Air Traffic Controller: Windows Crashes Turn Flight Plan Delivery Into Manual Affair

| Editorial

In a column today, I took JetBlue to task for "standardizing" on Windows and Microsoft software. A good many Observers then took me to task, largely telling me to get over myself. Having been doing this as long as I have, such criticism is not in the least unexpected, but when I got a letter from someone claiming to be an Air Traffic Controller, it was obvious that I should pass it on. According to this person, a crashed server has been turning flight plan delivery into a manual affair. From the e-mail, whose author requested anonymity:

Just read your article about JetBlue and found it very timely!! I am an Air Traffic Controller at one of JetBlueis "hub" airports. Only a week or so ago, we had JetBlue pilots calling Clearance Delivery to pick up their flight plans. Strangely, none of the flight plans was available. Seems the JetBlue company computer took a dump and therefore, couldnit submit the flight plans to the FAA computer. We had to enter the information manually. I was going to make a smart remark about trusting Microsoft products, but decided to hold my tongue. This happened not just that one day, but on a couple of other occasions lately [emphasis added]. Maybe they SHOULD think about other platforms!!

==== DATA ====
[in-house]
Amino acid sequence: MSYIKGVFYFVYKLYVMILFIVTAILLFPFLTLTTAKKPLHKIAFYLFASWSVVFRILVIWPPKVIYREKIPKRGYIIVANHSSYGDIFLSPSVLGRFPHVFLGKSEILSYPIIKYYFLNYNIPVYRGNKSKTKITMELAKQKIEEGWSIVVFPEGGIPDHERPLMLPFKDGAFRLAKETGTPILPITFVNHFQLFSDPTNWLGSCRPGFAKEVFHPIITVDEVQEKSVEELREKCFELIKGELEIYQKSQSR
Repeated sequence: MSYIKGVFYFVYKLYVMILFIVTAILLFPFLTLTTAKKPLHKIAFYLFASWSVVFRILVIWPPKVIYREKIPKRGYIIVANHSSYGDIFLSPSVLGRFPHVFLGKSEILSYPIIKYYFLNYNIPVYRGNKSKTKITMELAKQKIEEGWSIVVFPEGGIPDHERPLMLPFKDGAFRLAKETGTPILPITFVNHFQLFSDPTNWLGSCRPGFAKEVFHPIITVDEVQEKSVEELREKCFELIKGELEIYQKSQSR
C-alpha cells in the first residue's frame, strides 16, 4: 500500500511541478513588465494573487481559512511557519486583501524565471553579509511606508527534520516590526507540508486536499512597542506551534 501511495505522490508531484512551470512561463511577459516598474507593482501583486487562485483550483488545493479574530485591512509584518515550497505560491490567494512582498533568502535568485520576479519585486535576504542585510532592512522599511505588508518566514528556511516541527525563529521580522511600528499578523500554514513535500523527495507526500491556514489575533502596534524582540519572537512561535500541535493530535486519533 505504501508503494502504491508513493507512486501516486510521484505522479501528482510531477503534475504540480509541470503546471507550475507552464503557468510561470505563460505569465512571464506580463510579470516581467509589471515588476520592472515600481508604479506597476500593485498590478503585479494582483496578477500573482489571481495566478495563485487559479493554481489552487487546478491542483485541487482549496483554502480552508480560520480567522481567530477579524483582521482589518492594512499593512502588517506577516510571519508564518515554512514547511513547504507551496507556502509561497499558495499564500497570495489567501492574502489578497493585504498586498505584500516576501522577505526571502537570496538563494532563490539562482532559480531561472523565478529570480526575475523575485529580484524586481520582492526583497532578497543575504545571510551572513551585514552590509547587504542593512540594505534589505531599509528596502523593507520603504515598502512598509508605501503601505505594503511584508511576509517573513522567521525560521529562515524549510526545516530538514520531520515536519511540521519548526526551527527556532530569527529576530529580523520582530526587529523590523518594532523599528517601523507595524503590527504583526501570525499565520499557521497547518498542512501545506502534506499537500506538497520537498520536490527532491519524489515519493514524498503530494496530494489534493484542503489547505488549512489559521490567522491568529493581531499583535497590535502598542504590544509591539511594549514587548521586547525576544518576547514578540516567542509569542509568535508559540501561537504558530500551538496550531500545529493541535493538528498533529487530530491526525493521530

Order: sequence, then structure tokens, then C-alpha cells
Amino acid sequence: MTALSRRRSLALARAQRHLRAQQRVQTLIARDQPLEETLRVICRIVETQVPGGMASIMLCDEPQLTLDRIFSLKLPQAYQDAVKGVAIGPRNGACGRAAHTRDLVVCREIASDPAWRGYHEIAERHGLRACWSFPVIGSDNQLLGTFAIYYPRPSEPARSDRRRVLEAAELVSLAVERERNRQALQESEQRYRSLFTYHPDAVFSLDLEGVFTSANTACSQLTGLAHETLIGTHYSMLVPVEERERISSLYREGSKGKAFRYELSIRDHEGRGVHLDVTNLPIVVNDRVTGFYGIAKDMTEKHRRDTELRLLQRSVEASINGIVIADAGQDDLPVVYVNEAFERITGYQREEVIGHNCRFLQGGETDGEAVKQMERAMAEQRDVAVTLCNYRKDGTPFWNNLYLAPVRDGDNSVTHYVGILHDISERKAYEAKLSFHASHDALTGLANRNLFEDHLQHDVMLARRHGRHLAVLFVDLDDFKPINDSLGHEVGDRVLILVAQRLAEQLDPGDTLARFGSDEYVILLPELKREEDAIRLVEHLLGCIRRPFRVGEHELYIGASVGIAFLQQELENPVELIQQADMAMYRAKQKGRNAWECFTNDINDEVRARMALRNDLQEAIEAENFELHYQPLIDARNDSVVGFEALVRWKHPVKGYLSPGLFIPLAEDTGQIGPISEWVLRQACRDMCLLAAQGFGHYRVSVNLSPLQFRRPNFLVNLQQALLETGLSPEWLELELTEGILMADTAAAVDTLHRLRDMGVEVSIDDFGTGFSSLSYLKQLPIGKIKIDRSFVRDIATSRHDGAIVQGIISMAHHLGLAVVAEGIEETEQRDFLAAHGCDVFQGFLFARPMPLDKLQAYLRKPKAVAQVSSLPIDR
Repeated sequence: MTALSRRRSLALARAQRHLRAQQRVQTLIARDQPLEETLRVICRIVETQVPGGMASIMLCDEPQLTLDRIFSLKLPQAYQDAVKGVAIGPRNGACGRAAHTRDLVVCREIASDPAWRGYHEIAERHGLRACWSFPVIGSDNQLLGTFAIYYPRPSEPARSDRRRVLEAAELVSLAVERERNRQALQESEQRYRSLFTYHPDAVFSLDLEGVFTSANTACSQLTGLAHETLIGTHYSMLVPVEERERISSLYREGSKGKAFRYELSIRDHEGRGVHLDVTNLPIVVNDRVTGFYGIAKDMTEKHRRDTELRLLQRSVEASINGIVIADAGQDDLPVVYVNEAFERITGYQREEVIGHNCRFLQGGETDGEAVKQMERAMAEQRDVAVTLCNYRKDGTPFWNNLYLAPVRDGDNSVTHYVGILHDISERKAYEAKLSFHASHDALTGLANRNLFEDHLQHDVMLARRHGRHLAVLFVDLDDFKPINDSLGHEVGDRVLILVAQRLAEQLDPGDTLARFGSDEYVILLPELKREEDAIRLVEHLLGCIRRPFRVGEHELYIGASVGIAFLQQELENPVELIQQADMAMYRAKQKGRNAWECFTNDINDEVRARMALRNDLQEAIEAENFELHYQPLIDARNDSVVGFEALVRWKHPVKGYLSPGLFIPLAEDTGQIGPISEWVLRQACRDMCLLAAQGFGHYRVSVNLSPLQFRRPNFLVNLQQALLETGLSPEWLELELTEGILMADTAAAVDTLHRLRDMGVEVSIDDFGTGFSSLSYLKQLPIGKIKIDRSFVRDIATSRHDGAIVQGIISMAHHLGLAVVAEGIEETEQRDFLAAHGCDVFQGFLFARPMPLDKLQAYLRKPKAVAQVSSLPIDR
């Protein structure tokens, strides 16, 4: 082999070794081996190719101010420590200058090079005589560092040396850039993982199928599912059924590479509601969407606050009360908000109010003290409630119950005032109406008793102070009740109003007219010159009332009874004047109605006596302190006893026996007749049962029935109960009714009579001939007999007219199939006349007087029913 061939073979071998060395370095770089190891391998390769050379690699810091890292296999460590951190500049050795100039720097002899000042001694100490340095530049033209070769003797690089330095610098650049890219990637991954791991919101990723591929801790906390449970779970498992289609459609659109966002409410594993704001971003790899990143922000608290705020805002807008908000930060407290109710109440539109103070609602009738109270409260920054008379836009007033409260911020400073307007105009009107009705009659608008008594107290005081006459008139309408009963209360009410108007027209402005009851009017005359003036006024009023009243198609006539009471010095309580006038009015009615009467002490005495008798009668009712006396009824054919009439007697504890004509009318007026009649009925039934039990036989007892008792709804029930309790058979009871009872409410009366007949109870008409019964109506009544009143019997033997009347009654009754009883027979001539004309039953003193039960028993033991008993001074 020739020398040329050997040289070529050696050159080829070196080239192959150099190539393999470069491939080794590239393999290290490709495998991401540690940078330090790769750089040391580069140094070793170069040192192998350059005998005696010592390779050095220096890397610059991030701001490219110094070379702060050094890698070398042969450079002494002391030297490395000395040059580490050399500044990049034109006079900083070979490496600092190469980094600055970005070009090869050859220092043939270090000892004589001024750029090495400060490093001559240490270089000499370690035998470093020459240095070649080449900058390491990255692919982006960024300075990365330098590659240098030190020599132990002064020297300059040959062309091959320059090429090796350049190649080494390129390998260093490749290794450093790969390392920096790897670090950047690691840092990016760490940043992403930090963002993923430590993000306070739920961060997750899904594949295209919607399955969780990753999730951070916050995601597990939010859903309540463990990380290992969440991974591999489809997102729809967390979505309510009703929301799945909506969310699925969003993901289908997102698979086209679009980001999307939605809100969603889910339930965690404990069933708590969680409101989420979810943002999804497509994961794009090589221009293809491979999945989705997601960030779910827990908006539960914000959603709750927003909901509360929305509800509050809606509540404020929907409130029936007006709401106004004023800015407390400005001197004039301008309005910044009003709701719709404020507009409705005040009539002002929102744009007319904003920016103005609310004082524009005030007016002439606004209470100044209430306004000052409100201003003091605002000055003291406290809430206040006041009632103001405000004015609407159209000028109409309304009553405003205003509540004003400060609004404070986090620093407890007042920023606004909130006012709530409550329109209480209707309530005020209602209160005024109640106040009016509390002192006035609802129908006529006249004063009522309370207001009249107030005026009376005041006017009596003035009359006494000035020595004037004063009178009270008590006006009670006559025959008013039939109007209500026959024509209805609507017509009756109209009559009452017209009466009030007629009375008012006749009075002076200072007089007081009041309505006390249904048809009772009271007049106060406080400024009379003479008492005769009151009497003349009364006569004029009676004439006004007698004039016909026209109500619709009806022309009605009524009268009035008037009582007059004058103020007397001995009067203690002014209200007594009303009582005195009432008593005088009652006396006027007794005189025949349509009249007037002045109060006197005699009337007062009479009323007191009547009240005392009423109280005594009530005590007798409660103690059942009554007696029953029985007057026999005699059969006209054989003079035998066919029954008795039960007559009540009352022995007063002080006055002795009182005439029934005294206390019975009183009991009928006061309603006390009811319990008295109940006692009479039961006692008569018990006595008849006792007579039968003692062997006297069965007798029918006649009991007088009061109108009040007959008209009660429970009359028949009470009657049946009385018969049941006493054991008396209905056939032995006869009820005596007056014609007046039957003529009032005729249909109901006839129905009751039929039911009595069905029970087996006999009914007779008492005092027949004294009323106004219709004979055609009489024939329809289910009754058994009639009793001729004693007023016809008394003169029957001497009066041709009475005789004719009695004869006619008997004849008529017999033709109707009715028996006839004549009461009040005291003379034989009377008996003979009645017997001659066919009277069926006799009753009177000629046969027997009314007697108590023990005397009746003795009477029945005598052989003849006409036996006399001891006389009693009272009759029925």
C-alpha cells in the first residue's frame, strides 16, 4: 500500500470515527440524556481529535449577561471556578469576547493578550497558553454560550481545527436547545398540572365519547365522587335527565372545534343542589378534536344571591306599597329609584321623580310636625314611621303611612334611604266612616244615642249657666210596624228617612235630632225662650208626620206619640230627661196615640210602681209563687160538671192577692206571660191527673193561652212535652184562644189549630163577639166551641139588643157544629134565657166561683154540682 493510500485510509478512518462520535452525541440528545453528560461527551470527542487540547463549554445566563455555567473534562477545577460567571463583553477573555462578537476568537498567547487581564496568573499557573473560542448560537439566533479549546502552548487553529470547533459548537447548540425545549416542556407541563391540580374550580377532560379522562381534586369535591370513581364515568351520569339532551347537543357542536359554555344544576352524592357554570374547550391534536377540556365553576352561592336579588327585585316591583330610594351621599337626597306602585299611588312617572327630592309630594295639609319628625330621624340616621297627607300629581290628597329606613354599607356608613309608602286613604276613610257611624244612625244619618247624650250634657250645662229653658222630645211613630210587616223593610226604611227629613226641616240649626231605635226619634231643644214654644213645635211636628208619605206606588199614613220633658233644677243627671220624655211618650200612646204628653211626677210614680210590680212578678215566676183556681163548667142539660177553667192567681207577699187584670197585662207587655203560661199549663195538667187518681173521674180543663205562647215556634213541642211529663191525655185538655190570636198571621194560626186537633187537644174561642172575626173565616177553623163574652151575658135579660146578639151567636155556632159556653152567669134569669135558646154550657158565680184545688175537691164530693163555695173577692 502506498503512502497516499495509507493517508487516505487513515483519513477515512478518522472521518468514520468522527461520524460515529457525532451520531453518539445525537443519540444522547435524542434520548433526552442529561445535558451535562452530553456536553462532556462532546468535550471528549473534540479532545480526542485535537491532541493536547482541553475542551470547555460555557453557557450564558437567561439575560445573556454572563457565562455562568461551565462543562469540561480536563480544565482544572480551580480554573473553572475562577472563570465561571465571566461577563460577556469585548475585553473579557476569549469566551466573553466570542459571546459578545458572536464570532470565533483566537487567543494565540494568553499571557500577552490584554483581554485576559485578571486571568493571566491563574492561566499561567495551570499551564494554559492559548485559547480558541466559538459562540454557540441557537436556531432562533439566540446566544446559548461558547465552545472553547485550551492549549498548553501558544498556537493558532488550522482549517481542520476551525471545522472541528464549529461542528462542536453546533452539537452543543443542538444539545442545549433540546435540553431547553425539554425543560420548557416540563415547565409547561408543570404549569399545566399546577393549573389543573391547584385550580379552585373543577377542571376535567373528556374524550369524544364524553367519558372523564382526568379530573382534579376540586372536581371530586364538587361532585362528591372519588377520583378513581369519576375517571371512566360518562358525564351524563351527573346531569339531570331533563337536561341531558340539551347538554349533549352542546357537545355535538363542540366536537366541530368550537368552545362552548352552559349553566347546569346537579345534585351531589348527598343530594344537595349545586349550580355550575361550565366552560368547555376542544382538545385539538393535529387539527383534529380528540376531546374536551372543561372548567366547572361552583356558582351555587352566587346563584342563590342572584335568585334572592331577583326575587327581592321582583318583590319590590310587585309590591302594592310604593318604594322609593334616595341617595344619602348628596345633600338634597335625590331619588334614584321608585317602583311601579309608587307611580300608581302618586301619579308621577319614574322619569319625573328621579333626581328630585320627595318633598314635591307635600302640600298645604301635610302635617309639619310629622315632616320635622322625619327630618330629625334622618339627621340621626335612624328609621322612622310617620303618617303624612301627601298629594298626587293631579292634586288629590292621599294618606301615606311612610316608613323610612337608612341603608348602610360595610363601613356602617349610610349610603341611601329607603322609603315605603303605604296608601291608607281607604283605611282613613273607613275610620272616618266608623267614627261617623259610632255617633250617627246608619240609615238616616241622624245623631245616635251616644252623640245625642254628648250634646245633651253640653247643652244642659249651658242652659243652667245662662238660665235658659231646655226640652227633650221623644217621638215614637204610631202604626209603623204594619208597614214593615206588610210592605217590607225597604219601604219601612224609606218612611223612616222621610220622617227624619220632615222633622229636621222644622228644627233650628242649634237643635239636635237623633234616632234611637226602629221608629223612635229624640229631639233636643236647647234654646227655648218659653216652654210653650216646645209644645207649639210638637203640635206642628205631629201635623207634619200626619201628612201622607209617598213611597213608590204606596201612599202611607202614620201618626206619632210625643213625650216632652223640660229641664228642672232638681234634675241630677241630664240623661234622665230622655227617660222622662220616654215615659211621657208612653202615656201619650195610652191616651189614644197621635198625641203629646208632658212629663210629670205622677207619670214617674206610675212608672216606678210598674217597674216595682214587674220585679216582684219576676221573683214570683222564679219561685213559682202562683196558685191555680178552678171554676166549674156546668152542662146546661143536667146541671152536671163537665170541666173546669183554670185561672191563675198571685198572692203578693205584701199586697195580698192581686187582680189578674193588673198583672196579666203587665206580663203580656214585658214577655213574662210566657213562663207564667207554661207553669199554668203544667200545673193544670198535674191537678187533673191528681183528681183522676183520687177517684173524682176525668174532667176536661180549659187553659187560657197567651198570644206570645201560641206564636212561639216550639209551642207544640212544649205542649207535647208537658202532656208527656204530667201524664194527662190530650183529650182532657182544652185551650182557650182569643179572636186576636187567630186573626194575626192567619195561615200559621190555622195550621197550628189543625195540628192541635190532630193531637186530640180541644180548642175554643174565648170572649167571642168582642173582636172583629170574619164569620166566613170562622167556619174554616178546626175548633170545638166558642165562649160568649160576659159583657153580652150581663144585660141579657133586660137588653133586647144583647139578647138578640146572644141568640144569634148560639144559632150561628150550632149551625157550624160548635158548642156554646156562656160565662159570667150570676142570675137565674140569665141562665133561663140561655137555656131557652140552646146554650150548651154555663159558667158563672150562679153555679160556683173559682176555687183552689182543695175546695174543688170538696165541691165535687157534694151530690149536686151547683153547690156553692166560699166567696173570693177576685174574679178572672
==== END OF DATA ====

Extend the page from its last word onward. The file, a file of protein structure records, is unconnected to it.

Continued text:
Obviously, I canit confirm whether or not this person is an Air Traffic Controller, so the letter could be a hoax. Personally, I doubt that, but it certainly seemed appropriate to pass it on in light of my column.

As the writer said: Maybe JetBlue should think about other platforms, especially before bragging about how dandy its Microsoft solutions are.

Bryan
Editor
TMO

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